In Toledo Mack Sales & Service, Inc. v. Mack Trucks, Inc., 2008 WL 2420729 (3rd Cir. June 17, 2008), the United States Court of Appeals for the Third Circuit affirmed a district court’s grant of summary judgment in favor of a truck manufacturer on a dealer’s Robinson-Patman claim but reversed an award in favor of the manufacturer on the dealer’s Sherman Act claim. Mack manufactures a variety of heavy-duty trucks that it distributes and services primarily through a nationwide network of authorized dealers. Until its termination, Toledo was an authorized Mack dealer in the Toledo, Ohio area. An important part of each Mack dealer’s price offering to customers is a transaction-specific discount known as “sales assistance” from the manufacturer. The amount of sales assistance Mack offers a dealer on a particular transaction varies. Until Mack terminated Toledo’s status as an authorized dealer, Toledo aggressively pursued a low-price sales strategy throughout the country, competing on prices against other Mack dealers for sales in other dealers’ areas.
After its termination, Toledo sued Mack alleging that (1) Mack dealers entered into “gentlemen’s agreements” not to compete with each other on price and that Mack entered into agreements with the dealers that it would delay or deny sales assistance to any dealer who sought to make an out-of-area sale – thus violating the Sherman Act by preventing Mack dealers from competing with one another; and (2) Mack’s decision to deny Toledo sales assistance on out-of-area sales violated the prohibition on discriminatory pricing in violation of the Robinson-Patman Act. The trial court had granted summary judgment in favor of Mack on Toledo’s price discrimination claim. At the close of evidence at trial, the district court then granted judgment as a matter of law to Mack on Toledo’s Sherman Act claim, finding that Toledo’s claim was barred by the applicable statute of limitations because Toledo knew or had reason to know of the alleged conspiracy as early as 1989, and that the evidence provided by Toledo within the limitations period was insufficient to go to the jury.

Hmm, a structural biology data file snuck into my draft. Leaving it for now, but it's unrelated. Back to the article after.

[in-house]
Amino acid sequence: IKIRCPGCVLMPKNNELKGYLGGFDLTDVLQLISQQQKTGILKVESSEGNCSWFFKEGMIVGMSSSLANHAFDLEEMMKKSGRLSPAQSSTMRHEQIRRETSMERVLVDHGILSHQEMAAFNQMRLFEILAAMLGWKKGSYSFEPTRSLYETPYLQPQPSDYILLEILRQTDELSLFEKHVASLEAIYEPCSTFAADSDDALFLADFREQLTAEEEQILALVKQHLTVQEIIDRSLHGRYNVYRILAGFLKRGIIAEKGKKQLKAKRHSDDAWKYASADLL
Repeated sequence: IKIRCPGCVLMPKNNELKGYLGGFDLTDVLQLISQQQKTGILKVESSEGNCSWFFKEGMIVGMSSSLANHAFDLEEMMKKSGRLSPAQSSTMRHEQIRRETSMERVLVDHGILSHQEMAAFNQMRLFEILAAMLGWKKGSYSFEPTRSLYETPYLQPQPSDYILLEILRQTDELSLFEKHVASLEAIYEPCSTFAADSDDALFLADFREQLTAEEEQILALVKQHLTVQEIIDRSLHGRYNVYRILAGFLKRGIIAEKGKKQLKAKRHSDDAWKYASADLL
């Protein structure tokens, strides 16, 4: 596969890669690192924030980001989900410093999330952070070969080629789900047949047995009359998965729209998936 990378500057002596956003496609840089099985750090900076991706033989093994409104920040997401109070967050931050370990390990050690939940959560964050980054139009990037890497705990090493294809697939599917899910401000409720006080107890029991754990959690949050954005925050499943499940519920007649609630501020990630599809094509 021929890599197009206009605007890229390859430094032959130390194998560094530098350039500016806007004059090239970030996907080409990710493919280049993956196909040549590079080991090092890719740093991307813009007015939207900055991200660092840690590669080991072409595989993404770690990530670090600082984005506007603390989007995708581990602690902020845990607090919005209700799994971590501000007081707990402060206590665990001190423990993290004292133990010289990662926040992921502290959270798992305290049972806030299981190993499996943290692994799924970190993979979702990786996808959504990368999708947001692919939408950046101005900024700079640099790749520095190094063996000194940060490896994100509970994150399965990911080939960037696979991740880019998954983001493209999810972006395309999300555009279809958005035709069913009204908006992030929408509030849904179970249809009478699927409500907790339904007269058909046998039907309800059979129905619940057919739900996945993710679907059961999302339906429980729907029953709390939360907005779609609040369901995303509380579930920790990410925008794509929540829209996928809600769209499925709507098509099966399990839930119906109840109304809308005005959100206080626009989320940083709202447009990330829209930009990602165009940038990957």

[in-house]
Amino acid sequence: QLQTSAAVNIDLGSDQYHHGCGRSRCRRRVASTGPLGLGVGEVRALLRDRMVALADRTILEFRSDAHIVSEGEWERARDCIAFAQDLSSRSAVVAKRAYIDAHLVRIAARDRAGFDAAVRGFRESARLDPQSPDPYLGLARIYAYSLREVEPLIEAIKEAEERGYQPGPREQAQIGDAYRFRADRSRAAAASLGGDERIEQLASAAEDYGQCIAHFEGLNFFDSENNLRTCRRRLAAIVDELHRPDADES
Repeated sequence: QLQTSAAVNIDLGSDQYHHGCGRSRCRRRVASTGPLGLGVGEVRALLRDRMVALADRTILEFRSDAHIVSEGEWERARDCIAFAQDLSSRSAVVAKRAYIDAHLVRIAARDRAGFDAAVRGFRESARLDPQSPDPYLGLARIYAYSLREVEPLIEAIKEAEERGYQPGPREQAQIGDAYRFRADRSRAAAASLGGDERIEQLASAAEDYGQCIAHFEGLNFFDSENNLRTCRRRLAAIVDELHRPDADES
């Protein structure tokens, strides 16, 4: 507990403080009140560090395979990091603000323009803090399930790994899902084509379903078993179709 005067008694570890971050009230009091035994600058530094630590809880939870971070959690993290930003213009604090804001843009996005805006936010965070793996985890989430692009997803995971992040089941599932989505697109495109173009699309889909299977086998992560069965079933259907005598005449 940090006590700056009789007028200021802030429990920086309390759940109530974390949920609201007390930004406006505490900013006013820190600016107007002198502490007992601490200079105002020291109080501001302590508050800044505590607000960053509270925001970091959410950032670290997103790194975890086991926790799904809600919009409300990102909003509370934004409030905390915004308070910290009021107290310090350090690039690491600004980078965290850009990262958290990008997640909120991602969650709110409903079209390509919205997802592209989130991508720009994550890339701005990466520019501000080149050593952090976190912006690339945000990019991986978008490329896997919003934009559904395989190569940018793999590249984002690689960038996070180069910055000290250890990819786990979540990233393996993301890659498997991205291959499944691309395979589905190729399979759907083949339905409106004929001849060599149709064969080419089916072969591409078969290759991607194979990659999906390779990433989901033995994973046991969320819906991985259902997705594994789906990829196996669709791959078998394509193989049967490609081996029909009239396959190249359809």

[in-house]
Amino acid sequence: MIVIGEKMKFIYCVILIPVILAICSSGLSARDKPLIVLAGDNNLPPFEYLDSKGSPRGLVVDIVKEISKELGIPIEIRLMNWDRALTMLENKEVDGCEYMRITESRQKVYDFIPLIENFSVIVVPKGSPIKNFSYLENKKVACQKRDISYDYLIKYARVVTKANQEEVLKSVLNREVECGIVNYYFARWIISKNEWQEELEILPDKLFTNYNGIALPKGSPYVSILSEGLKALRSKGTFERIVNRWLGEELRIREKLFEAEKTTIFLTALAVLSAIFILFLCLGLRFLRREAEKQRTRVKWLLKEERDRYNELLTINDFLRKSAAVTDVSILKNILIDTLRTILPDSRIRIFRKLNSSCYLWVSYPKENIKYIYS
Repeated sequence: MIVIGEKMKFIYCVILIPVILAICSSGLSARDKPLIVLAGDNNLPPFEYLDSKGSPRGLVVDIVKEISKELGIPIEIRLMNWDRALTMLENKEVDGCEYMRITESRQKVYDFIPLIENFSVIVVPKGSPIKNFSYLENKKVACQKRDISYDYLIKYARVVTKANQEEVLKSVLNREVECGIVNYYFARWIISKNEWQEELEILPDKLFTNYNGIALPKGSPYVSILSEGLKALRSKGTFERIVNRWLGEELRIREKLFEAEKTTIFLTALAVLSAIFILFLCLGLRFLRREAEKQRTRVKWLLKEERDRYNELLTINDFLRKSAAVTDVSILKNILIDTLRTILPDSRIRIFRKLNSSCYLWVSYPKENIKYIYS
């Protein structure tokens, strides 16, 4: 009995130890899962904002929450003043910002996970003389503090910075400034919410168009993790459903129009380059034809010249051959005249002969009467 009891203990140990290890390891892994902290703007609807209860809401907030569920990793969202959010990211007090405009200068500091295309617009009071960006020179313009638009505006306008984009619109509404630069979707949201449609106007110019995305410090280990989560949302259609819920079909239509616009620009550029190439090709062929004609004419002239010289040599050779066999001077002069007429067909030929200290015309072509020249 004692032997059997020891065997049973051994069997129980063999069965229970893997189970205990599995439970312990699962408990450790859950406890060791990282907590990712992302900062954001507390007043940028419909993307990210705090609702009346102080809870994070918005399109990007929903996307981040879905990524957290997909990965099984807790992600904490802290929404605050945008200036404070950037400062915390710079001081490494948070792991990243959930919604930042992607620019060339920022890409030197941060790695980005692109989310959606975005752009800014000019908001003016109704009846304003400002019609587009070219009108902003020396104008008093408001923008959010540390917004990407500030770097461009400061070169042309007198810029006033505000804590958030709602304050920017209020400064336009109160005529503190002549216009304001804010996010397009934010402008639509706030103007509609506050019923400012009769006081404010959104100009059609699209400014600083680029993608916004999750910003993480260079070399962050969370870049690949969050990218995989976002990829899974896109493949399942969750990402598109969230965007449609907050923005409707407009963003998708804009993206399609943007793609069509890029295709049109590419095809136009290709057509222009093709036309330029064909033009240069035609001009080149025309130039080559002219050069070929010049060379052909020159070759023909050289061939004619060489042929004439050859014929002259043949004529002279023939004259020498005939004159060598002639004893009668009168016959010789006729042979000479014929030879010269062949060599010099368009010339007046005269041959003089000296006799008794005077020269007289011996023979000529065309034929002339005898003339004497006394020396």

On appeal, Toledo contended that the district court erred by requiring it to show exclusivity with post-1998 evidence that a conspiracy existed. Instead Toledo argued that the court should have considered whether all of the evidence it presented, including evidence of events prior to 1998, was sufficient to allow a jury to conclude that Mack and its dealers engaged in an unlawful conspiracy in restraint of trade within the period allowed under the statute of limitations. The Third Circuit agreed and reversed the district court, finding that Toledo had presented sufficient evidence to present to a jury on its conspiracy claim. The court did, however, affirm the trial court’s grant of summary judgment on Toledo’s Robinson-Patman claim because, regardless of any competition between dealers during the bidding process, only a dealer whose bid is accepted by a customer will actually buy a truck from Mack and therefore, only one sale, not the requisite two for Robinson-Patman purposes, actually results.
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